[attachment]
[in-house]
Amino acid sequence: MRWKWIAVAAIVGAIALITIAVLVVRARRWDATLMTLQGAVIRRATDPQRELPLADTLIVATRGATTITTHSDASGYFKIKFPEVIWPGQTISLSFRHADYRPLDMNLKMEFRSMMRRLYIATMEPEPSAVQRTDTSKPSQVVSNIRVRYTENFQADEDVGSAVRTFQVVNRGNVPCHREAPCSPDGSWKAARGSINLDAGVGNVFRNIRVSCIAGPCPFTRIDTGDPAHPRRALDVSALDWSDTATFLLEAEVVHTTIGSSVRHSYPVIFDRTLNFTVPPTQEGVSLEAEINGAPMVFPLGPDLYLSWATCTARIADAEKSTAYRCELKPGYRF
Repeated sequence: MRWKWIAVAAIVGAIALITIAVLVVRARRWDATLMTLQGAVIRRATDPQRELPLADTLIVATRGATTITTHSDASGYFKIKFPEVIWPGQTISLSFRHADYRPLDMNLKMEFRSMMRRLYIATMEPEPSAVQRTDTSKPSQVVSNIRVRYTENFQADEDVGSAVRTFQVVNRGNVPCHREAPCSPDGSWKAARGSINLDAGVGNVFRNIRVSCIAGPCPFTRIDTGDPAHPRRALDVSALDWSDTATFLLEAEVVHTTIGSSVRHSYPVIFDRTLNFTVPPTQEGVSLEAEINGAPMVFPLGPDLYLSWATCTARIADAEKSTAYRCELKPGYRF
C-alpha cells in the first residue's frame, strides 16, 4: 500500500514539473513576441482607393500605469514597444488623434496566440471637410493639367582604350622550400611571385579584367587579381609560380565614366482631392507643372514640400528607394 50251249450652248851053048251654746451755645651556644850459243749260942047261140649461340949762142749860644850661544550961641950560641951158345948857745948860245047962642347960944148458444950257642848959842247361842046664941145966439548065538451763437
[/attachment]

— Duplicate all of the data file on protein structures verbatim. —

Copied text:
[in-house]
Amino acid sequence: MRWKWIAVAAIVGAIALITIAVLVVRARRWDATLMTLQGAVIRRATDPQRELPLADTLIVATRGATTITTHSDASGYFKIKFPEVIWPGQTISLSFRHADYRPLDMNLKMEFRSMMRRLYIATMEPEPSAVQRTDTSKPSQVVSNIRVRYTENFQADEDVGSAVRTFQVVNRGNVPCHREAPCSPDGSWKAARGSINLDAGVGNVFRNIRVSCIAGPCPFTRIDTGDPAHPRRALDVSALDWSDTATFLLEAEVVHTTIGSSVRHSYPVIFDRTLNFTVPPTQEGVSLEAEINGAPMVFPLGPDLYLSWATCTARIADAEKSTAYRCELKPGYRF
Repeated sequence: MRWKWIAVAAIVGAIALITIAVLVVRARRWDATLMTLQGAVIRRATDPQRELPLADTLIVATRGATTITTHSDASGYFKIKFPEVIWPGQTISLSFRHADYRPLDMNLKMEFRSMMRRLYIATMEPEPSAVQRTDTSKPSQVVSNIRVRYTENFQADEDVGSAVRTFQVVNRGNVPCHREAPCSPDGSWKAARGSINLDAGVGNVFRNIRVSCIAGPCPFTRIDTGDPAHPRRALDVSALDWSDTATFLLEAEVVHTTIGSSVRHSYPVIFDRTLNFTVPPTQEGVSLEAEINGAPMVFPLGPDLYLSWATCTARIADAEKSTAYRCELKPGYRF
C-alpha cells in the first residue's frame, strides 16, 4: 500500500514539473513576441482607393500605469514597444488623434496566440471637410493639367582604350622550400611571385579584367587579381609560380565614366482631392507643372514640400528607394 50251249450652248851053048251654746451755645651556644850459243749260942047261140649461340949762142749860644850661544550961641950560641951158345948857745948860245047962642347960944148458444950257642848959842247361842046664941145966439548065538451763437